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Post-Root Procedures

Stop!

Do not follow any post-root procedure unless explicitly told to.

Bank Planning

We are now going to prepare an optimal bank plan for the same firmware version you have now booted.

Run the following command to look at your Gateway's bank state:

find /proc/banktable -type f -print -exec cat {} ';'

Take note of active and booted banks:

xxxxx
/proc/banktable/booted
<take note of this>
/proc/banktable/active
<take note of this>
xxxxx

At the end of this guide your Gateway will boot the same firmware you are now running as per optimal bank plan:

/proc/banktable/active
bank_1
/proc/banktable/booted
bank_2

We will now check the current state and move to the above one, such that it will boot from the recommended bank on every reboot.

On which bank should I stay to be safe?

It's strongly recommended to stick to the optimal bank plan (listed above) before modding your device further. The bigger picture description can be found here. The short thing is that you should really consider modding your preferred firmware version (not necessarily of Type 2) while booted from bank_2 keeping bank_1 as the active one.
Key Point: it's unsafe to deeply mod firmware settings of any firmware booted from bank_1.

Notable exception: Missing RBI

In the unfortunate case that there are no RBI firmware files available for your model, you are not in a safe position because you can't exploit BOOTP recovery options. In such a situation whatever bank you boot is the same. Your best option is to keep a copy of your current rooted Type 2 firmware on both banks. Skip bank planning for optimality.

If your booted bank is bank_2 already, run the following commands:

# Activate bank_1
echo bank_1 > /proc/banktable/active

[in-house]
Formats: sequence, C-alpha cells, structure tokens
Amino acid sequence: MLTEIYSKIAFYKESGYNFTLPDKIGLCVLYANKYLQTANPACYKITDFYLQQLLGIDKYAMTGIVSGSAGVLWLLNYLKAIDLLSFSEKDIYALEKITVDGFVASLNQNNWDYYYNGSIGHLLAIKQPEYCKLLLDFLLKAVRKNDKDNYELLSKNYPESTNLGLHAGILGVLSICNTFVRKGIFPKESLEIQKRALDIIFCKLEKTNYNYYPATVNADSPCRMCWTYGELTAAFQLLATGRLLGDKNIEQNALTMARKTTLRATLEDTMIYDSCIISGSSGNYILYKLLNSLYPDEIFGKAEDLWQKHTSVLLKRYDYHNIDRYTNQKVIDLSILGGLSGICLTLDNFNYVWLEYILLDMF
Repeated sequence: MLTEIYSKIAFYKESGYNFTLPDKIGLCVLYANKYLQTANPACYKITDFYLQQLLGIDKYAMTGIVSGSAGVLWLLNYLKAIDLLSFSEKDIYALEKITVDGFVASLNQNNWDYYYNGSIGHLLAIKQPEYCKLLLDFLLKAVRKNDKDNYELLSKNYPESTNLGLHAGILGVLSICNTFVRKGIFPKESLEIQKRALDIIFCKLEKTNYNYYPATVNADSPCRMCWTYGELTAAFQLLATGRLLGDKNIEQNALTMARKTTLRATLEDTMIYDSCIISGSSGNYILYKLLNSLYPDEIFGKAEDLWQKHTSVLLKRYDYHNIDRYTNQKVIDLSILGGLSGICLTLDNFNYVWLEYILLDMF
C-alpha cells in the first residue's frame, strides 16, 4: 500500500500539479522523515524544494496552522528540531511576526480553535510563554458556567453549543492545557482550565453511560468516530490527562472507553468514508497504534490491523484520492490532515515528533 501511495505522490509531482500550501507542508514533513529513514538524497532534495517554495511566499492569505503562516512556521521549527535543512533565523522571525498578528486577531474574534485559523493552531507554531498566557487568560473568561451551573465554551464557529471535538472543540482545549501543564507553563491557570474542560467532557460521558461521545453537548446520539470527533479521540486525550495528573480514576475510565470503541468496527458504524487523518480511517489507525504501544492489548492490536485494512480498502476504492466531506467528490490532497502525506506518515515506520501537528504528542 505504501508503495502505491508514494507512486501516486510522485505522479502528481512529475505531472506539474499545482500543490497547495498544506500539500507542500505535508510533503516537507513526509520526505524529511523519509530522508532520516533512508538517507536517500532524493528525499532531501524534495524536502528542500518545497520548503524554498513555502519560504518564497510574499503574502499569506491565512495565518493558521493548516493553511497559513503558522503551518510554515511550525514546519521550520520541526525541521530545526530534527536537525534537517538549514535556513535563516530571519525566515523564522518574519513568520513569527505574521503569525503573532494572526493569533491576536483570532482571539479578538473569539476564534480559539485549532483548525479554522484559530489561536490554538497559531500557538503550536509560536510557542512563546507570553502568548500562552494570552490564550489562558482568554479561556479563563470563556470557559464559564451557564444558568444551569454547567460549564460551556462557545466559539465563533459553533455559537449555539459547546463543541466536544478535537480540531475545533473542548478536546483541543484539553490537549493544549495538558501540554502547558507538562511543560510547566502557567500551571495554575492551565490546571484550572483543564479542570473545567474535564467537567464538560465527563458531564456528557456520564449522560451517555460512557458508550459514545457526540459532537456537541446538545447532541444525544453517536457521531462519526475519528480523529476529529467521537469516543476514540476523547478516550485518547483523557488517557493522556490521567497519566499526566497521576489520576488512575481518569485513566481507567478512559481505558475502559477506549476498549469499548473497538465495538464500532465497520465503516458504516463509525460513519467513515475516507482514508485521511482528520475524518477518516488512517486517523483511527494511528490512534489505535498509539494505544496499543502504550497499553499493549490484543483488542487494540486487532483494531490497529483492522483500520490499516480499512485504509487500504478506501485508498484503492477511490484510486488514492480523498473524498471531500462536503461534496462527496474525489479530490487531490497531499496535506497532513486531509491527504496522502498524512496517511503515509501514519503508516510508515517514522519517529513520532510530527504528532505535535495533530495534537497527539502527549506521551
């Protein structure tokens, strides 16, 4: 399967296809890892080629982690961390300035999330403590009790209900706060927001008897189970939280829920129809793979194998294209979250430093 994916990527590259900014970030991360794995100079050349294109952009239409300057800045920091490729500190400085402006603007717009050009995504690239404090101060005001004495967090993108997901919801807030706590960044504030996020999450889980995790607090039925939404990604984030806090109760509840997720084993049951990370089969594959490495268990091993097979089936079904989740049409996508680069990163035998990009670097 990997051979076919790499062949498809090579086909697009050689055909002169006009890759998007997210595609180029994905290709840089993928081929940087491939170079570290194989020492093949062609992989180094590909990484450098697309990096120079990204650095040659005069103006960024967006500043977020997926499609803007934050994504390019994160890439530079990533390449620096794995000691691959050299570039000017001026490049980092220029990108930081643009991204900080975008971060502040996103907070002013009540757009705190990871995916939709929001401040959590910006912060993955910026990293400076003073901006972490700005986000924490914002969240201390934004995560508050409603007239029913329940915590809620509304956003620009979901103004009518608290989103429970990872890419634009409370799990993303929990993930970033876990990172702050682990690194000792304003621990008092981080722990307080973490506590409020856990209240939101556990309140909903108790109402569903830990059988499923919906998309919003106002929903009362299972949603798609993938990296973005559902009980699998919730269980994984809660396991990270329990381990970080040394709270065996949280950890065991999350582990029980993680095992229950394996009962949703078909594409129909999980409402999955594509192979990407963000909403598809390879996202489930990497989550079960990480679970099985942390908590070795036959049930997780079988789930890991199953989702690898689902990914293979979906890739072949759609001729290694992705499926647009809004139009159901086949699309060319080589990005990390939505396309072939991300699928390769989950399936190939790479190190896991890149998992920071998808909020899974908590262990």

# Erase firmware in bank_1
mtd erase bank_1

If your booted bank is bank_1 instead, run the following commands:

# Make a temp copy of the firmware in bank_1
dd if=/dev/mtd3 of=/tmp/bank1.fw
# Flash that copy into bank_2
mtd write /tmp/bank1.fw bank_2
# Clean temp firmware copy
rm /tmp/bank1.fw
# Clean any existing overlay for bank_2 firmware
rm -rf /overlay/bank_2
# Make a temp copy of overlay for bank_1 firmware
cp -rf /overlay/bank_1 /tmp/bank_1_backup
# Free up overlay space by removing existing overlay for bank_1 firmware
rm -rf /overlay/bank_1
# Use the previously made temp copy as overlay for bank_2 firmware
cp -rf /tmp/bank_1_backup /overlay/bank_2
# Activate bank_1
echo bank_1 > /proc/banktable/active
# Erase firmware in bank_1
mtd erase bank_1
# Reboot to first valid firmware
reboot

You should now be in the previously mentioned optimal bank plan. On each reboot, your device will try booting active bank first. Since we set bank_1 as active and we also erased bank_1 firmware, it will boot from bank_2.

At this point, you now need to check if your SSH server setup is permanent.

Setting up Permanent SSH Server

Are you connected to SSH on port 6666?

If the answer is "Yes", run these commands to setup a permanent SSH access on port 22 by defining a new dropbear instance:

uci add dropbear dropbear
uci rename dropbear.@dropbear[-1]=afg
uci set dropbear.afg.enable='1'
uci set dropbear.afg.Interface='lan'
uci set dropbear.afg.Port='22'
uci set dropbear.afg.IdleTimeout='600'
uci set dropbear.afg.PasswordAuth='on'
uci set dropbear.afg.RootPasswordAuth='on'
uci set dropbear.afg.RootLogin='1'
uci commit dropbear
/etc/init.d/dropbear enable
/etc/init.d/dropbear restart

You don't need to run the above commands if you can already connect on port 22, the default one.

Upgrade now!

Would you like to upgrade to a newer firmware? This is the perfect moment for doing it. It is now safe to also install non-Type 2 firmwares. Just follow the Safe Firmware Upgrade guide for this. You could also upgrade later in future and continue tweaking the current firmware. Once you did install the updated firmware, come back here and continue reading.

Now proceed to changing your root password, this is mandatory.

Change the Root Password

Serious hint!

Do not ignore this step! Your firmware was probably designed to work only on certain specific ISP network. Some kind of remote SSH access could be left open by design in such a way only that same ISP could access. Connecting to some different ISP network could lead to this open access to be exposed on the internet.

Run:

passwd

Now you must harden your access, to prevent it from being lost because of unwanted automatic firmware upgrades in future. See Hardening Root Access page.